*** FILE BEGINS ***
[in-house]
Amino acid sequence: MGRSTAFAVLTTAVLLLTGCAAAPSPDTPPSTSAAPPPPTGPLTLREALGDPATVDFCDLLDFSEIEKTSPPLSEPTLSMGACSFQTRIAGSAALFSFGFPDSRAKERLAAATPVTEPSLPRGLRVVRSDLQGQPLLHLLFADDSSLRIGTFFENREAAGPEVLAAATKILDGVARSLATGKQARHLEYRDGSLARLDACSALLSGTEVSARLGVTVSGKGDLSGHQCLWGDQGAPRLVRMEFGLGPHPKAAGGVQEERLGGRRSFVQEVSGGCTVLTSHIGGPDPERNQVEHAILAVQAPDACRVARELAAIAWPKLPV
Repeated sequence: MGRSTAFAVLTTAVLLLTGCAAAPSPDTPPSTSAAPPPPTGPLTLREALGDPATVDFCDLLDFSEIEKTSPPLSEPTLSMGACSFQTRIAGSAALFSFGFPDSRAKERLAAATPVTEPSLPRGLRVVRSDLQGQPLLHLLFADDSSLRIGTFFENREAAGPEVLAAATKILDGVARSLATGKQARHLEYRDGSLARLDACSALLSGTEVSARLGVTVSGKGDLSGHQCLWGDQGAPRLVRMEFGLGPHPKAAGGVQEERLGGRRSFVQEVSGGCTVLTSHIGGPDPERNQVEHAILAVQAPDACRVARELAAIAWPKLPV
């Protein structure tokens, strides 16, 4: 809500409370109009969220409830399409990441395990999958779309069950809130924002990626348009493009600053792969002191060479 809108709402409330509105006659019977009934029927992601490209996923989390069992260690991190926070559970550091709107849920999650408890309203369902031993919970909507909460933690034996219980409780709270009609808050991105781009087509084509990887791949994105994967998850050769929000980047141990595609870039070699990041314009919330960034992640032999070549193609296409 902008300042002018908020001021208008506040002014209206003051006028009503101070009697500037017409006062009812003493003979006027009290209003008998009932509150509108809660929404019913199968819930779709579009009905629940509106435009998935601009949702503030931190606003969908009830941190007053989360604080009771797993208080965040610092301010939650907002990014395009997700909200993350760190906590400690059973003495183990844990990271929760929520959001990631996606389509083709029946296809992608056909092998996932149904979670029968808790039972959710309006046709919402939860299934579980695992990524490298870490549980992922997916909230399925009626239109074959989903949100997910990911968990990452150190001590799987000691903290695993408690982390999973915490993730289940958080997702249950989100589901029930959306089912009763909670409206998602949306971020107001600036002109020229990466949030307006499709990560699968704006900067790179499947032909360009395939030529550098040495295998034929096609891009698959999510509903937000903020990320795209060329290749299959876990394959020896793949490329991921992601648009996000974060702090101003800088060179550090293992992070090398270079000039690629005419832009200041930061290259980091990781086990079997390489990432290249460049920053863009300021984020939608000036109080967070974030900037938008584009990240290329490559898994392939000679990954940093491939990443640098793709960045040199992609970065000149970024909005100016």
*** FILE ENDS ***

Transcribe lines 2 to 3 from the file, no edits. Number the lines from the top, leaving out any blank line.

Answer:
Amino acid sequence: MGRSTAFAVLTTAVLLLTGCAAAPSPDTPPSTSAAPPPPTGPLTLREALGDPATVDFCDLLDFSEIEKTSPPLSEPTLSMGACSFQTRIAGSAALFSFGFPDSRAKERLAAATPVTEPSLPRGLRVVRSDLQGQPLLHLLFADDSSLRIGTFFENREAAGPEVLAAATKILDGVARSLATGKQARHLEYRDGSLARLDACSALLSGTEVSARLGVTVSGKGDLSGHQCLWGDQGAPRLVRMEFGLGPHPKAAGGVQEERLGGRRSFVQEVSGGCTVLTSHIGGPDPERNQVEHAILAVQAPDACRVARELAAIAWPKLPV
Repeated sequence: MGRSTAFAVLTTAVLLLTGCAAAPSPDTPPSTSAAPPPPTGPLTLREALGDPATVDFCDLLDFSEIEKTSPPLSEPTLSMGACSFQTRIAGSAALFSFGFPDSRAKERLAAATPVTEPSLPRGLRVVRSDLQGQPLLHLLFADDSSLRIGTFFENREAAGPEVLAAATKILDGVARSLATGKQARHLEYRDGSLARLDACSALLSGTEVSARLGVTVSGKGDLSGHQCLWGDQGAPRLVRMEFGLGPHPKAAGGVQEERLGGRRSFVQEVSGGCTVLTSHIGGPDPERNQVEHAILAVQAPDACRVARELAAIAWPKLPV